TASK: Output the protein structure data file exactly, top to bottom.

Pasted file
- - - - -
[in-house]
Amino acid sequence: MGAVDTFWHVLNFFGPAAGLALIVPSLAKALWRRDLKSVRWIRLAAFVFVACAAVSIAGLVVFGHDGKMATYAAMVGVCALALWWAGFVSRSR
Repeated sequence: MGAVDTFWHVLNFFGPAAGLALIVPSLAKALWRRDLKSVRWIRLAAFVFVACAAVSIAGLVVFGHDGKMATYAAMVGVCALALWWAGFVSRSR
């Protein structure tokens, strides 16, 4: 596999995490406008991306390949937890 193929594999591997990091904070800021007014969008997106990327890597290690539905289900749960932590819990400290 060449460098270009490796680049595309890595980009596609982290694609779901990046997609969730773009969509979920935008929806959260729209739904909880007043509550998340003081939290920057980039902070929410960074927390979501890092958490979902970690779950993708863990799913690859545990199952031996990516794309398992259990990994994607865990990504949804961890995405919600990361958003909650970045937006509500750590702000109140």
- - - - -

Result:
[in-house]
Amino acid sequence: MGAVDTFWHVLNFFGPAAGLALIVPSLAKALWRRDLKSVRWIRLAAFVFVACAAVSIAGLVVFGHDGKMATYAAMVGVCALALWWAGFVSRSR
Repeated sequence: MGAVDTFWHVLNFFGPAAGLALIVPSLAKALWRRDLKSVRWIRLAAFVFVACAAVSIAGLVVFGHDGKMATYAAMVGVCALALWWAGFVSRSR
């Protein structure tokens, strides 16, 4: 596999995490406008991306390949937890 193929594999591997990091904070800021007014969008997106990327890597290690539905289900749960932590819990400290 060449460098270009490796680049595309890595980009596609982290694609779901990046997609969730773009969509979920935008929806959260729209739904909880007043509550998340003081939290920057980039902070929410960074927390979501890092958490979902970690779950993708863990799913690859545990199952031996990516794309398992259990990994994607865990990504949804961890995405919600990361958003909650970045937006509500750590702000109140």